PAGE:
By now you, dear reader, may have noticed that I have made very little mention of other instruments in this review. Why is that? Well, you see, this is GUITAR Hero. BAND Hero is coming out in November, and according to an interview I saw for GH5, the BAND focus was supposed to make the shift to BAND Hero, while GUITAR Hero was going to focus on GUITAR from now on. Well, that makes sense, right? My major gripe, though, is that GH5 does not put any particular focus on the guitar. In fact it retains the full band focus I thought was leaving this franchise and moving to Band Hero. The game's Career mode is the greatest example of this, because there are a ton of missions for vocals and drums! If GH5 truly focused on Guitar, the missions for other instruments would have been cut. Well that's what seems logical to me, anyways.

GH5's final flaw is not in something it has, but in something is does not have, and that is a true 'wow factor.' With each passing year I think it's fair for us to expect some great new feature to come around in the franchise, right? GH5 does add some solid new modes, but really that's all it does. Sure they're very good modes, but they don't define a truly great sequel because the rest of the game has remained essentially unchanged. There is no incredible setlist to serve as the game's backbone, either, like all the songs in GH3 and about half the songs in GHWT. The gameplay is still great fun but it hasn't changed a bit, and the presentation is still not at the quality level it should be at. So what has GH5 accomplished? Giving us yet another Guitar Hero game that is certainly not bad, but ultimately fails to impress and improve.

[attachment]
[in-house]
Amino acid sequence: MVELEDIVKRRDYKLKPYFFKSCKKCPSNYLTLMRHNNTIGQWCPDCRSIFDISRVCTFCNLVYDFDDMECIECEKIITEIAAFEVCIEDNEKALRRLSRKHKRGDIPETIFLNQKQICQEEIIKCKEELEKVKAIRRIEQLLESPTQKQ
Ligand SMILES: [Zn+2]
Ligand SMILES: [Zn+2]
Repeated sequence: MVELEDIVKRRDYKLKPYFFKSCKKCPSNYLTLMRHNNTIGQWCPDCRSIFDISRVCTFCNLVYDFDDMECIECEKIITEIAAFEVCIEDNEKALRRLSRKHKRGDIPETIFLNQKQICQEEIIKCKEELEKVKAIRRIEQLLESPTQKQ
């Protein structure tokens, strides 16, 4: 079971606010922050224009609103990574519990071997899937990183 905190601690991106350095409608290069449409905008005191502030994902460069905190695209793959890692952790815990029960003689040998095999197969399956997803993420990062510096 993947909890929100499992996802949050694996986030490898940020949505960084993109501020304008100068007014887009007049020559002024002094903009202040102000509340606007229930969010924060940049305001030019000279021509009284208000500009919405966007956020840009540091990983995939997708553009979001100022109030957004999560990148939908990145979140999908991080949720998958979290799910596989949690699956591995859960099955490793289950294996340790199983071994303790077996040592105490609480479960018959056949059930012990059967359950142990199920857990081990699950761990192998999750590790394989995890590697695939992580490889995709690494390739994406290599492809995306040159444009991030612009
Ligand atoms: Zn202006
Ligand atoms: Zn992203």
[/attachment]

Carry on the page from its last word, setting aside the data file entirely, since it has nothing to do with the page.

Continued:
Positive:
+ gameplay is still fun
+ jumping in and starting a game is a breeze
+ Roadie Battle mode is a great addition
+ great additions to the online mode

Negative:
- setlist lacks a solid number of awesome songs
- graphics still look lazily constructed
- not enough focus on guitar
- lacks a real 'wow factor'

LAST WORD: Guitar Hero 5 is a good game that just ultimately fails to impress and improve. The new modes are certainly noteworthy and there are a few fun songs, but otherwise GH5 has no lasting appeal or 'wow factor.' Give it a rent if you love music games, otherwise just go back to World Tour and play 'Crazy Train' again.

7.1/10